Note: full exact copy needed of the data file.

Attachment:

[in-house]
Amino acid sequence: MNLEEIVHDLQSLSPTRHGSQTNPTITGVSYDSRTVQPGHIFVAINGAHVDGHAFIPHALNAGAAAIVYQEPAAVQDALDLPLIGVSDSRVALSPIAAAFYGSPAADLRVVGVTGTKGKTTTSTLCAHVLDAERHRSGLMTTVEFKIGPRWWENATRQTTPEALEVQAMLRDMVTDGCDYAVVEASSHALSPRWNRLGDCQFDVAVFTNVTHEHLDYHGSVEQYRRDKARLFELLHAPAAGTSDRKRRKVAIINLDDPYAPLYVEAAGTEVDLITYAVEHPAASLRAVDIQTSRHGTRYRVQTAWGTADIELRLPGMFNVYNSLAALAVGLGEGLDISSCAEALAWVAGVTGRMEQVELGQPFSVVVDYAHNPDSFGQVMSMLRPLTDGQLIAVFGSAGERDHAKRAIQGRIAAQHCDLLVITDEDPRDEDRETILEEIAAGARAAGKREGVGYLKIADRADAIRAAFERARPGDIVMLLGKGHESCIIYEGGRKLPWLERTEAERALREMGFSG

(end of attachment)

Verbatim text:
[in-house]
Amino acid sequence: MNLEEIVHDLQSLSPTRHGSQTNPTITGVSYDSRTVQPGHIFVAINGAHVDGHAFIPHALNAGAAAIVYQEPAAVQDALDLPLIGVSDSRVALSPIAAAFYGSPAADLRVVGVTGTKGKTTTSTLCAHVLDAERHRSGLMTTVEFKIGPRWWENATRQTTPEALEVQAMLRDMVTDGCDYAVVEASSHALSPRWNRLGDCQFDVAVFTNVTHEHLDYHGSVEQYRRDKARLFELLHAPAAGTSDRKRRKVAIINLDDPYAPLYVEAAGTEVDLITYAVEHPAASLRAVDIQTSRHGTRYRVQTAWGTADIELRLPGMFNVYNSLAALAVGLGEGLDISSCAEALAWVAGVTGRMEQVELGQPFSVVVDYAHNPDSFGQVMSMLRPLTDGQLIAVFGSAGERDHAKRAIQGRIAAQHCDLLVITDEDPRDEDRETILEEIAAGARAAGKREGVGYLKIADRADAIRAAFERARPGDIVMLLGKGHESCIIYEGGRKLPWLERTEAERALREMGFSG